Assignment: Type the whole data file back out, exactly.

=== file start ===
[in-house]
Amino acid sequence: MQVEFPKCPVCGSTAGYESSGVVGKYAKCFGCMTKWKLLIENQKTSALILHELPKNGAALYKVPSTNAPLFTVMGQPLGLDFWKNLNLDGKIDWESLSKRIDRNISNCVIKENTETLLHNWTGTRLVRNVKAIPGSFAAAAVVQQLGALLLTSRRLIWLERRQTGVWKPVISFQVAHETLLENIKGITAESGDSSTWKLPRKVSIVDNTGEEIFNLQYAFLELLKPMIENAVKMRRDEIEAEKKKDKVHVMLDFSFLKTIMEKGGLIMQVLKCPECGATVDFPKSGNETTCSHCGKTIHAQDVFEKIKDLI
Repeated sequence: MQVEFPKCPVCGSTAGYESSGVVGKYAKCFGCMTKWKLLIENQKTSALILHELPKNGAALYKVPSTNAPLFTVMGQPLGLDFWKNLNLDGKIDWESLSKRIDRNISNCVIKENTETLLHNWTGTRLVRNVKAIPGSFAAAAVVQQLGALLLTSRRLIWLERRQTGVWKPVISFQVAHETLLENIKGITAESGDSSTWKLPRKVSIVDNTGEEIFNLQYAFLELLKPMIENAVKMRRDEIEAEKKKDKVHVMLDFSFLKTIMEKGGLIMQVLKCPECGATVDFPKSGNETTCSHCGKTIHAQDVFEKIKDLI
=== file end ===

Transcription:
[in-house]
Amino acid sequence: MQVEFPKCPVCGSTAGYESSGVVGKYAKCFGCMTKWKLLIENQKTSALILHELPKNGAALYKVPSTNAPLFTVMGQPLGLDFWKNLNLDGKIDWESLSKRIDRNISNCVIKENTETLLHNWTGTRLVRNVKAIPGSFAAAAVVQQLGALLLTSRRLIWLERRQTGVWKPVISFQVAHETLLENIKGITAESGDSSTWKLPRKVSIVDNTGEEIFNLQYAFLELLKPMIENAVKMRRDEIEAEKKKDKVHVMLDFSFLKTIMEKGGLIMQVLKCPECGATVDFPKSGNETTCSHCGKTIHAQDVFEKIKDLI
Repeated sequence: MQVEFPKCPVCGSTAGYESSGVVGKYAKCFGCMTKWKLLIENQKTSALILHELPKNGAALYKVPSTNAPLFTVMGQPLGLDFWKNLNLDGKIDWESLSKRIDRNISNCVIKENTETLLHNWTGTRLVRNVKAIPGSFAAAAVVQQLGALLLTSRRLIWLERRQTGVWKPVISFQVAHETLLENIKGITAESGDSSTWKLPRKVSIVDNTGEEIFNLQYAFLELLKPMIENAVKMRRDEIEAEKKKDKVHVMLDFSFLKTIMEKGGLIMQVLKCPECGATVDFPKSGNETTCSHCGKTIHAQDVFEKIKDLI